Feral Quaker (Monk) Parrots

 

Overview ... Quaker Parrot Colors / Mutations

Feral Quakers - photographed in League City, Texas (12/2013)

Feral quakers and 1 cockatiel at bird feederThe Monk or Quaker Parakeet has established feral colonies around the United States, where they are most common in southern Florida and southeastern Texas.

Colonies have also established themselves in Alabama, Cincinnati, Connecticut, Delaware, Illinois (Chicago), Kentucky (Louisville), Louisiana, New Jersey, New York City, Oregon, Puerto Rico, (coastal) Rhode Island, Texas and southwestern Washington.

Feral Quaker Parrot populations have been recorded in:

Europe: Austria, Belgium, France, Germany, Holland, Spain, Gibraltar and Great Britain (Bedfordshire and Alfreton), Canary Islands, Czech Republic and Slovakia

Caribbean Islands: Cayman Islands, Bermuda, Bahamas, Puerto Rico, Virgin Islands

South America: Chile ... Israel and Japan

Feral Quakers in NJ

Photos of Feral Quakers

When I moved to South Florida, I was delighted to see the large population of wild Quaker Parrots (sub-species of the Monk Parakeet) who have made this their home. They are not indigenous to this area -- and are escaped or freed pets or breeder birds. You can see them making their nests along the streets (they like the very tall lamp posts and electrical installations, the latter of which is one of the problems municipalities have to deal with). They will also nest in trees, especially palm trees.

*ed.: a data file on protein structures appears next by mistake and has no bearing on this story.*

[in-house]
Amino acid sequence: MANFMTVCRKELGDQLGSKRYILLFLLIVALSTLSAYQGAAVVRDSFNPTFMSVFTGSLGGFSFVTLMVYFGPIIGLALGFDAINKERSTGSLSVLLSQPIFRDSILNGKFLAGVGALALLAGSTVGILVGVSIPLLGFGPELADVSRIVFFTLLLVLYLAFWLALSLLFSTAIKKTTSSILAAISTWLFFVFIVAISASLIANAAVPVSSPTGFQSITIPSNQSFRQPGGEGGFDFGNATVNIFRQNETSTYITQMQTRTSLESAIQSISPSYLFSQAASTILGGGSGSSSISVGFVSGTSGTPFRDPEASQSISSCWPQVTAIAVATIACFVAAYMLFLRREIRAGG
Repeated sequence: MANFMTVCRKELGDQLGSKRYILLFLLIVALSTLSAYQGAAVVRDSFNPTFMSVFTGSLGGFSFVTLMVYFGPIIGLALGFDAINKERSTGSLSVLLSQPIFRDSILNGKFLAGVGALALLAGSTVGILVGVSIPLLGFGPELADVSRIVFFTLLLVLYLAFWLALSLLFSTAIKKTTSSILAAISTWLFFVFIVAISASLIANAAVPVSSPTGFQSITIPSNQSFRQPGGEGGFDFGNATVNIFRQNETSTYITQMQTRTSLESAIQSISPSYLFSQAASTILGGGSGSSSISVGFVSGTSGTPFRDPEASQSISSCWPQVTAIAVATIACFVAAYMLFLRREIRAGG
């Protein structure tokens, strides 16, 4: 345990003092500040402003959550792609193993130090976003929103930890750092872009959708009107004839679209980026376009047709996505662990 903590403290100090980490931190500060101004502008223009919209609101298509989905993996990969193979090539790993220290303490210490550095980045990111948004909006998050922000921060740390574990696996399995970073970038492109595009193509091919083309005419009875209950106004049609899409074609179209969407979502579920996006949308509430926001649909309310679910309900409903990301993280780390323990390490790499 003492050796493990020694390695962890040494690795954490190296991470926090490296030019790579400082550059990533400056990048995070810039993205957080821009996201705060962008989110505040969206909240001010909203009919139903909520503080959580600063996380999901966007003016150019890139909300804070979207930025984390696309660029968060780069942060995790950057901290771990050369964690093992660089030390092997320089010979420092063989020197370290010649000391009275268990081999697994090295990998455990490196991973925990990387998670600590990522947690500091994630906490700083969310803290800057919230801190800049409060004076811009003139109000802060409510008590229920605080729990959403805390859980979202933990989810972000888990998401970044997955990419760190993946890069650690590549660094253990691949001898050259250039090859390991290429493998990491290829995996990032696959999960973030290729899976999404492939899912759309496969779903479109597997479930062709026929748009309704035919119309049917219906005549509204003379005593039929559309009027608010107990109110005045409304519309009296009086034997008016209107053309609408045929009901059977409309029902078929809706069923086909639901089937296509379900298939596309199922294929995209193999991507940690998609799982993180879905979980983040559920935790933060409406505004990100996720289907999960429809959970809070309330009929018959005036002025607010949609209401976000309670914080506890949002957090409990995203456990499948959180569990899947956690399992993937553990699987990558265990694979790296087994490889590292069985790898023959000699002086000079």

They are common, and noisy, visitors to backyard bird feeders, where they are typically seen in groups.  Bird lovers treasure them, while others consider them pests. In fact, they are illegal in several U.S. states, as they are considered agricultural pests.

 

.Unites States Laws Regulating the Ownership and Sale of Quaker Parrots

 

Natural Distribution:

Native to, and generally common, in northeast Argentina where it occurs in the provinces of Entre Rios, Santa Fe, Cordoba and Buenos Aires; Bolivia; southern Brazil (Rio Grande do Sul); Paraguay; and Uruguay in South America.

Historically, this is a woodland species, but has adapted well to urban areas.


Species Research by Sibylle Johnson

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